I had originally planned to visit Galaxy’s Edge in March 2020, but, well, March 2020 happened. I finally made it to Batuu this week and naturally, I took some pictures.
It’s weird to think of theme park photos as “spoilers,” but in this case they may be. To me, the best part of Galaxy’s Edge was the feeling of discovery, that *you* are exploring an authentic Star Wars locale. If you feel like my photos could potentially take away some of that magic for you, feel free to peace out. Thanks for reading this far! But if that’s not an issue for you, here are a bunch of pictures I took.
Time has not been kind to The Force Unleashed in both gaming and Star Wars fandom. I’ve always had a soft spot for the multimedia project in my heart, and after revisiting it recently, I’ve found even more to love. Here are some reasons TFU deserves to be reevaluated.
As I continue to read through a recently purchased lot of 90s Star Wars magazines, I can’t help but share some of the weird/cool/ridiculous stuff I come across. Issue 9 of Galaxy has a big Shadows of the Empire focus, which is not terribly surprising considering the time of its publication (Fall 1996).
I recently purchased a lot of random Star Wars magazines, and included were a few issues of Galaxy, a magazine that was totally new to me. Published by Topps (the trading card company), Galaxy came in at the tail end of the 90s comic book boom, and ran for 13 issues from 1994 to 1997. The magazine differentiates itself from Insider by having less of a focus on the films and more on the EU and collecting.
“The Old Republic” calls to mind many different feelings for people. For some, it’s modern Star Wars “done right,” with all of its action and original trilogy archetypes. It’s the anti-Prequel, prequel. Despite its roots in comic books and tabletop RPGs, other fans grimace at the mention of the era, with its oftentimes edgy imagery and “(video)gamification” of the Force: reducing the light and dark side to a point meter.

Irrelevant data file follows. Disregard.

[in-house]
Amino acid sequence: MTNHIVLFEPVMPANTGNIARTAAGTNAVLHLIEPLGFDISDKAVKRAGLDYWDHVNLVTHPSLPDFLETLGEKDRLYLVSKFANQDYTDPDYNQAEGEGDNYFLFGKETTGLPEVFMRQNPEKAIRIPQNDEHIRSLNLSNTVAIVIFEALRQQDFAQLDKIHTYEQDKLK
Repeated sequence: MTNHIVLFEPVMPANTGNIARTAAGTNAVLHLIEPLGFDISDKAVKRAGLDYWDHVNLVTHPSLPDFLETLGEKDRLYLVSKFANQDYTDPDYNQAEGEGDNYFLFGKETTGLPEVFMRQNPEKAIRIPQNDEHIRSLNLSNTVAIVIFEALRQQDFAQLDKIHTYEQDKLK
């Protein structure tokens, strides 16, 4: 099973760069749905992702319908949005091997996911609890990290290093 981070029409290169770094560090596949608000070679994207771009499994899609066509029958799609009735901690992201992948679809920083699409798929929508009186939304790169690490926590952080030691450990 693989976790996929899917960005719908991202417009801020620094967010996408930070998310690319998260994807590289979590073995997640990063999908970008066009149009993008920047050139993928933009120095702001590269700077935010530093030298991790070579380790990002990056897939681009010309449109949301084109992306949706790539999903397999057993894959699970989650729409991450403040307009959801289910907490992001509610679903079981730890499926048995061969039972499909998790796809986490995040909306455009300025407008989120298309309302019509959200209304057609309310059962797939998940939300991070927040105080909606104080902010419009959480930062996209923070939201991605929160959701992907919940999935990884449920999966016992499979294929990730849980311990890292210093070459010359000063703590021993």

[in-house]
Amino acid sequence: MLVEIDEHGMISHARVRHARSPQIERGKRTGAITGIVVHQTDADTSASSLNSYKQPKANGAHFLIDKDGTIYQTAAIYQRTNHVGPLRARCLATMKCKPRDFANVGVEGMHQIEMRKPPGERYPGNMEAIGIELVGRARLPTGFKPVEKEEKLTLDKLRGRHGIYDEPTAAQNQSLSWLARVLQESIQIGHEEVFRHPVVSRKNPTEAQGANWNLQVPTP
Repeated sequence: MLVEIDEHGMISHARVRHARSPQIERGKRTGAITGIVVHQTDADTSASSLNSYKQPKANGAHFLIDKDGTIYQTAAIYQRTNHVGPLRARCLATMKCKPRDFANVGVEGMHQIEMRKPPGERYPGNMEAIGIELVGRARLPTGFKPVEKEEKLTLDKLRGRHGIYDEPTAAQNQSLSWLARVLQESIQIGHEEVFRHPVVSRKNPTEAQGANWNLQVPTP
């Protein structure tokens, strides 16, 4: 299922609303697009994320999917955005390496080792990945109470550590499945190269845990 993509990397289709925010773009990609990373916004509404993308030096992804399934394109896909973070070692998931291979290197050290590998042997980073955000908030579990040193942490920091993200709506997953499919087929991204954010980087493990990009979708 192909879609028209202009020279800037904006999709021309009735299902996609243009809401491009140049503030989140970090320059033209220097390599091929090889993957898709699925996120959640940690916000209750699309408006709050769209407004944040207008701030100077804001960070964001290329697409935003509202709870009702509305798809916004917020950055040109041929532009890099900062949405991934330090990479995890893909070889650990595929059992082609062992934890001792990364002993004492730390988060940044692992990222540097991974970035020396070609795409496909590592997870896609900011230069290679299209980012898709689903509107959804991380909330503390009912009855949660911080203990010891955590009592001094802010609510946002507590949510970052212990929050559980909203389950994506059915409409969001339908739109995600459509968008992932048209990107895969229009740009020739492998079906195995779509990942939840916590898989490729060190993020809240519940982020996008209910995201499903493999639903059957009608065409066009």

Although most of the stories set in The Old Republic have been folded into the Legends banner, the era lives on in the form of an online role-playing game, simply called Star Wars: The Old Republic (SWTOR). I enjoy massively multiplayer online RPGs (or just ‘MMOs’ if you’re nasty), and played SWTOR when it launched in December of 2011. I enjoyed it for a few months in the same way I’ve enjoyed other Old Republic content, which is “kinda.”
But recently, like many characters in Star Wars itself, I’ve been interested in the history of the galaxy. The Jedi, The Sith, The Old Republic, and the MMO that released 8 years ago, is still updated today, but seems to be absent from most Star Wars discourse….
Ah, the 3.75″ Star Wars figures. For many, they represent the cornerstone of their collections, their introduction to collecting, and maybe even their youth. If you want a history lesson on the origins of the figures, and to see why they’re so important to so many fans, check out the Star Wars episode of Netflix’s The Toys That Made Us.
After the Disney deal went through and the canon “rebooted,” I made a commitment to start fresh collecting Star Wars comics in earnest. I had a handful of original Marvel books and kept up with the Dark Horse titles for a few years, but I was never fully able to catch up (same with the novels, etc.). The continuity reorganization gave me a fresh starting point and as of this moment I’ve read pretty much every Star Wars comic published since the change. I love what Marvel, IDW, and the Lucasfilm Story Group have been doing with the comics, bringing in some of the absolute best talent in the industry to tell great stories that compliment the films. I’ve been fortunate enough to meet some of this talent at various conventions over the past few years, and it has been great to be able to let them know how much I appreciate the work they’ve been doing (and to get signatures for my collection). So that’s what this post is all about, just sharing the books I’ve had signed and my appreciation for the creators.